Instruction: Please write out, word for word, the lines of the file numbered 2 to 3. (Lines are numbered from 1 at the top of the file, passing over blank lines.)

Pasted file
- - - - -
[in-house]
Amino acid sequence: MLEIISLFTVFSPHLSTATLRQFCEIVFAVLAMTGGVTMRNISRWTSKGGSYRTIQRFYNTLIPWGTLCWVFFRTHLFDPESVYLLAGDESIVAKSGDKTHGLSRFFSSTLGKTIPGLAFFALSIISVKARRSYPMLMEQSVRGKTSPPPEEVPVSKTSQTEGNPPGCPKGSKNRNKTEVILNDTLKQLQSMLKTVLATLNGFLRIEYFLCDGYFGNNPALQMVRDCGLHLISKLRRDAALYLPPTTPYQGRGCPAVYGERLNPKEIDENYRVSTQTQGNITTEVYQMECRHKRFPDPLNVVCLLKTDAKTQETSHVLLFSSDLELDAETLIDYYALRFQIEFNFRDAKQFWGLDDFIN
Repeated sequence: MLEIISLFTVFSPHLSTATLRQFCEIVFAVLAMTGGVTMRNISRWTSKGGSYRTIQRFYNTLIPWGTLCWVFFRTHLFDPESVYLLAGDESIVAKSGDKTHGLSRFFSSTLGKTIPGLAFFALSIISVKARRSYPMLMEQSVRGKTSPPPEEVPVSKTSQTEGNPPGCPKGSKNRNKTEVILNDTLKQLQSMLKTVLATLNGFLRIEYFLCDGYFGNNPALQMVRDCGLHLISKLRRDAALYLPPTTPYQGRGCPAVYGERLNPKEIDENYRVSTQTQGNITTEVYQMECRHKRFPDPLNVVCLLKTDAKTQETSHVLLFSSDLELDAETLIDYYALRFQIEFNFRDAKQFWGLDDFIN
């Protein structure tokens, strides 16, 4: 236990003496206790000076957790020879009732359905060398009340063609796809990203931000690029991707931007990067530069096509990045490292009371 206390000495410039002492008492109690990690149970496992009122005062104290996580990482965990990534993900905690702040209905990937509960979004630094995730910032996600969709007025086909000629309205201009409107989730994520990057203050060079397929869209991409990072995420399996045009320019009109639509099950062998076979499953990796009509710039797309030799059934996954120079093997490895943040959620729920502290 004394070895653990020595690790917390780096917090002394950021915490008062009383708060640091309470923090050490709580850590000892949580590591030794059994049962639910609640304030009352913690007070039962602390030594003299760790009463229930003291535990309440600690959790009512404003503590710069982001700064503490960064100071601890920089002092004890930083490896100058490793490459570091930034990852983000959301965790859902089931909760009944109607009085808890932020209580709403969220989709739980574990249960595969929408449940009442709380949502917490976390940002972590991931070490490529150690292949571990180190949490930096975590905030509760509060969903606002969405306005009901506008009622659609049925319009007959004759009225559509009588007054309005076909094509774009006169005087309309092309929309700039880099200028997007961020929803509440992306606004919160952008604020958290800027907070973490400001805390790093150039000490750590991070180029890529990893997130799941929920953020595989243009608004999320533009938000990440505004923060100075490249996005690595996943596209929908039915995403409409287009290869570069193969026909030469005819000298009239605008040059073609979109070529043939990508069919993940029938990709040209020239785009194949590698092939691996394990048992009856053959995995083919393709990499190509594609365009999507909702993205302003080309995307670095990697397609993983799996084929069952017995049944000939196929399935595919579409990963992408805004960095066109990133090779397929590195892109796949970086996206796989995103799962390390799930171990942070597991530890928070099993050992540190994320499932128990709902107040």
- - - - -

Amino acid sequence: MLEIISLFTVFSPHLSTATLRQFCEIVFAVLAMTGGVTMRNISRWTSKGGSYRTIQRFYNTLIPWGTLCWVFFRTHLFDPESVYLLAGDESIVAKSGDKTHGLSRFFSSTLGKTIPGLAFFALSIISVKARRSYPMLMEQSVRGKTSPPPEEVPVSKTSQTEGNPPGCPKGSKNRNKTEVILNDTLKQLQSMLKTVLATLNGFLRIEYFLCDGYFGNNPALQMVRDCGLHLISKLRRDAALYLPPTTPYQGRGCPAVYGERLNPKEIDENYRVSTQTQGNITTEVYQMECRHKRFPDPLNVVCLLKTDAKTQETSHVLLFSSDLELDAETLIDYYALRFQIEFNFRDAKQFWGLDDFIN
Repeated sequence: MLEIISLFTVFSPHLSTATLRQFCEIVFAVLAMTGGVTMRNISRWTSKGGSYRTIQRFYNTLIPWGTLCWVFFRTHLFDPESVYLLAGDESIVAKSGDKTHGLSRFFSSTLGKTIPGLAFFALSIISVKARRSYPMLMEQSVRGKTSPPPEEVPVSKTSQTEGNPPGCPKGSKNRNKTEVILNDTLKQLQSMLKTVLATLNGFLRIEYFLCDGYFGNNPALQMVRDCGLHLISKLRRDAALYLPPTTPYQGRGCPAVYGERLNPKEIDENYRVSTQTQGNITTEVYQMECRHKRFPDPLNVVCLLKTDAKTQETSHVLLFSSDLELDAETLIDYYALRFQIEFNFRDAKQFWGLDDFIN